The fact that the mother was so unlikeable is what gave the book its power IMHO. The selfishness, vanity, self pity - it's in us all to a lesser and greater degree. Horribly honest in some ways

usual disclaimers apply

busybutterfly Thu 01-Oct-09 15:31:25

I loved Kevin, and will now be looking for the Lessing book next library visit!

thesecondcoming Thu 01-Oct-09 16:22:38

Message withdrawn at poster's request.

MrsFlittersnoop Thu 01-Oct-09 16:57:18

When "The Fifth Child" was first published, Doris Lessing explained in interviews that the child Ben was meant to be a genetic throwback - a Neanderthal in fact, and was not suffering from any kind of learning disability.

She was exploring the idea that certain individuals can be born with an inbuilt propensity for violence and be without morals or empathy, and that this reflects the stage in our evolution when physical strength and brute cunning were the dominant traits essential for survival.

She was trying to imagine how a Neanderthal would function or survive in modern society. It's many years since I read the book, but seem to recall that the end of the book describes how his middle-class family disintegrates and Ben falls in with a semi-feral group of violent underclass yoofs where his pecularities go unnoticed by his peers.

Lessing is of course quite wrong in her assumption about the nature of Neanderthal man. Recent research has revealed that Neanderthals were a peaceful and cop-operative species who were probably driven to extinction by us more agressive Homo Sapiens.

flyingcloud Thu 01-Oct-09 17:11:47

Thanks MrsF - interesting post. Yes you are right about the end of the book.

There is very little emotional engagement with the characters in The Fifth Child and it does feel quite dated now.

MrsFlittersnoop Thu 01-Oct-09 17:26:46

Something that has stood the test of time is the dreadful smuggery of Ben's family, his mother in particular. She comes across as the sort of parent that Mumsnetters love to hate! smile. You can practically feel Lessing's contempt dripping from the pages (rather like the way she portrays the naive middle class rebel in "The Good Terrorist")

Lessing also said the book was about hubris, because the parents really didn't have the resources to cope with a fifth child and still maintain their superficially perfect MC lifestyle. Their decision to have another baby is portrayed a a deeply selfish one which has a very negative impact on the extended family (i.e the Grandmother who stops working to help out with childcare etc.) even before Ben's problems become apparent.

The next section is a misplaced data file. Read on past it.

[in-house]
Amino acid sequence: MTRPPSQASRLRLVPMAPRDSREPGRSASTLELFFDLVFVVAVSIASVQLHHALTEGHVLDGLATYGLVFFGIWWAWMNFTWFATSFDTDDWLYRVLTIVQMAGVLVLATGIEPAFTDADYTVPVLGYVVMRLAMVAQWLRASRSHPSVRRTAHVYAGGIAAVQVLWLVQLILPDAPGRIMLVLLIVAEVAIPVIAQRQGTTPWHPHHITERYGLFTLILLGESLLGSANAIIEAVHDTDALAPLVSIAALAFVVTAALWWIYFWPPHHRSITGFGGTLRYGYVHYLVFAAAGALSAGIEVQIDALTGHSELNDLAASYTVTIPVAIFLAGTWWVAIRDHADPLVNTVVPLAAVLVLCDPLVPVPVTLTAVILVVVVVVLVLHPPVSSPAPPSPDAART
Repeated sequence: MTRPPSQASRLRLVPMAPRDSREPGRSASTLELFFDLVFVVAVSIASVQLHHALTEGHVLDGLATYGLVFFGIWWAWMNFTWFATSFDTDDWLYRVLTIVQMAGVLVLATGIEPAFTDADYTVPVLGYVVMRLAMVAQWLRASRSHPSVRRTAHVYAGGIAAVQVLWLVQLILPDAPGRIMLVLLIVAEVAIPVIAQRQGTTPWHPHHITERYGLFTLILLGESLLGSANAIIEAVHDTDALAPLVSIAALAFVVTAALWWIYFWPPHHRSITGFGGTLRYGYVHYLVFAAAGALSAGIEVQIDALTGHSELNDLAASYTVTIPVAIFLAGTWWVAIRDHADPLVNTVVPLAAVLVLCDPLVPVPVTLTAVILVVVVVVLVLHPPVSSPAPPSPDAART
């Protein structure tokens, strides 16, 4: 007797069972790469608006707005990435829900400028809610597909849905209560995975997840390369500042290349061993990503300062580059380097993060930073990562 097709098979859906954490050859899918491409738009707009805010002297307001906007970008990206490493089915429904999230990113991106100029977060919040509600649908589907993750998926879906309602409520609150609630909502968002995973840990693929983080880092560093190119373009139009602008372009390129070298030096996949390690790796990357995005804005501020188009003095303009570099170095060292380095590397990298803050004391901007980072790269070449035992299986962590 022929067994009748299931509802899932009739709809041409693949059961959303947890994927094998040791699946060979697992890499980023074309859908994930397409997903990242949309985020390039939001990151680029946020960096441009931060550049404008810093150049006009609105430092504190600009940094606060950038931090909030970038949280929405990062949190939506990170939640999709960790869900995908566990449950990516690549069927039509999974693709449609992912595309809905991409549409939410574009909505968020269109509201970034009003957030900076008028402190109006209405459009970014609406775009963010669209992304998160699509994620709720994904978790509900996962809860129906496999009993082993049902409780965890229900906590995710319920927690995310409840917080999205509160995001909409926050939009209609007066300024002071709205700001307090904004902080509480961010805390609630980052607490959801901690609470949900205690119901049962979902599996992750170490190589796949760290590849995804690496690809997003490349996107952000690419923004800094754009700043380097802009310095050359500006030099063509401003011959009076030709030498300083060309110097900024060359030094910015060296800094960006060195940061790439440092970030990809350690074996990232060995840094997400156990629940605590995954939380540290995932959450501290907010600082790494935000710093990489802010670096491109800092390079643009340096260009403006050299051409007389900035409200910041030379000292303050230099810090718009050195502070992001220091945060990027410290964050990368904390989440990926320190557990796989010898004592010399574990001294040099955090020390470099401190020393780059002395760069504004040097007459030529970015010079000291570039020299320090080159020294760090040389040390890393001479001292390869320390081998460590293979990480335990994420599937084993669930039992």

VulgarAchesButCanRun5k Thu 01-Oct-09 18:18:47

I still think there is no excuse for Lessing's comments on learning disability. She specifically calls a child with Down's syndrome "ugly" and I find that deeply shocking. I might be wrong, but I found that this seemed like Lessing's voice speaking through the pages. I did listen to her being interviewed on Radio 4 some months back and she mentioned her intense dislike of t'internet so I suppose she won't be reading this.wink

She sounds like a cantankerous old bag when interviewed, but interesting nonetheless, with much to say. I think her cantankerous old bag style comes over quite strongly in her writing.

thesecondcoming Thu 01-Oct-09 21:26:10

Message withdrawn at poster's request.

LyraSilvertongue Tue 06-Oct-09 18:32:47

I'm reading The Fifth Child now and finding it disturbing. I was shocked at the attitudes to Downs Syndrome, eg the mother covering the baby up at a gathering to avoid offending anyone.

busybutterfly Tue 27-Oct-09 23:13:54

Agree with blueshoes - imo Kevin was brilliant, The Fifth Child was ok.

NicknameTaken Thu 29-Oct-09 16:15:50

I thought Kevin was great, although definitely not recommended for pregnancy. The fact that the mother is an unreliable narrator makes it all the more interesting. It's an open question how much she is projecting onto her son and how her beliefs have shaped him.

Haven't read the Fifth Child. Interesting background info about Neanderthals, MrsFlitter. Definitely some speciesism on the part of Ms Lessing!